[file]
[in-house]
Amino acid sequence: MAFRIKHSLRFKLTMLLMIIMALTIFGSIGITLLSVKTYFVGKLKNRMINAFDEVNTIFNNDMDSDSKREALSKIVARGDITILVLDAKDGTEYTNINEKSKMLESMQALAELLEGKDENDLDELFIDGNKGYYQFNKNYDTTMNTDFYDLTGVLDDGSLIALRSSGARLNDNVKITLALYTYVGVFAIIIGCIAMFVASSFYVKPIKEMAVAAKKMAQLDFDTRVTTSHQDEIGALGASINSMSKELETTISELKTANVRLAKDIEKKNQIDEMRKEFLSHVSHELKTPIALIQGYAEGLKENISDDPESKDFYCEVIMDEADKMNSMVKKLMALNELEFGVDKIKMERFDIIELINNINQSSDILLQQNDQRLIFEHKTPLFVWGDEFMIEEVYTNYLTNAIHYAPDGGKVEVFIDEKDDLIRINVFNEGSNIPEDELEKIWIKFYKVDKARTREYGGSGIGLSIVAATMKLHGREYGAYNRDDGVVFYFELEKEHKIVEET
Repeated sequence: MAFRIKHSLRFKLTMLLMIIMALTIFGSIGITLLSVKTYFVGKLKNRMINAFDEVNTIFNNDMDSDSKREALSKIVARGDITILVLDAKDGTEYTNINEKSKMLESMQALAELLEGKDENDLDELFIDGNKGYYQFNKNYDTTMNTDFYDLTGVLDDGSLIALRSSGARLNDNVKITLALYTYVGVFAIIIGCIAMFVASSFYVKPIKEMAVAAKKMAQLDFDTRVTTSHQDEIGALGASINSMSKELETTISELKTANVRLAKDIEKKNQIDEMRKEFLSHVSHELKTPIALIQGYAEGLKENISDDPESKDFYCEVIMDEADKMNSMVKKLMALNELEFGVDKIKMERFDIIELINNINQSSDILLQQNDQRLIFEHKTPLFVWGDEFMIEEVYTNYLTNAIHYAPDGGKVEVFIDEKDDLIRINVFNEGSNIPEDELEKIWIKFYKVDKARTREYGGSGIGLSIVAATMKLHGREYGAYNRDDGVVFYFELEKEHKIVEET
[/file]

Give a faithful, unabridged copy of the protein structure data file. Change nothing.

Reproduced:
[in-house]
Amino acid sequence: MAFRIKHSLRFKLTMLLMIIMALTIFGSIGITLLSVKTYFVGKLKNRMINAFDEVNTIFNNDMDSDSKREALSKIVARGDITILVLDAKDGTEYTNINEKSKMLESMQALAELLEGKDENDLDELFIDGNKGYYQFNKNYDTTMNTDFYDLTGVLDDGSLIALRSSGARLNDNVKITLALYTYVGVFAIIIGCIAMFVASSFYVKPIKEMAVAAKKMAQLDFDTRVTTSHQDEIGALGASINSMSKELETTISELKTANVRLAKDIEKKNQIDEMRKEFLSHVSHELKTPIALIQGYAEGLKENISDDPESKDFYCEVIMDEADKMNSMVKKLMALNELEFGVDKIKMERFDIIELINNINQSSDILLQQNDQRLIFEHKTPLFVWGDEFMIEEVYTNYLTNAIHYAPDGGKVEVFIDEKDDLIRINVFNEGSNIPEDELEKIWIKFYKVDKARTREYGGSGIGLSIVAATMKLHGREYGAYNRDDGVVFYFELEKEHKIVEET
Repeated sequence: MAFRIKHSLRFKLTMLLMIIMALTIFGSIGITLLSVKTYFVGKLKNRMINAFDEVNTIFNNDMDSDSKREALSKIVARGDITILVLDAKDGTEYTNINEKSKMLESMQALAELLEGKDENDLDELFIDGNKGYYQFNKNYDTTMNTDFYDLTGVLDDGSLIALRSSGARLNDNVKITLALYTYVGVFAIIIGCIAMFVASSFYVKPIKEMAVAAKKMAQLDFDTRVTTSHQDEIGALGASINSMSKELETTISELKTANVRLAKDIEKKNQIDEMRKEFLSHVSHELKTPIALIQGYAEGLKENISDDPESKDFYCEVIMDEADKMNSMVKKLMALNELEFGVDKIKMERFDIIELINNINQSSDILLQQNDQRLIFEHKTPLFVWGDEFMIEEVYTNYLTNAIHYAPDGGKVEVFIDEKDDLIRINVFNEGSNIPEDELEKIWIKFYKVDKARTREYGGSGIGLSIVAATMKLHGREYGAYNRDDGVVFYFELEKEHKIVEET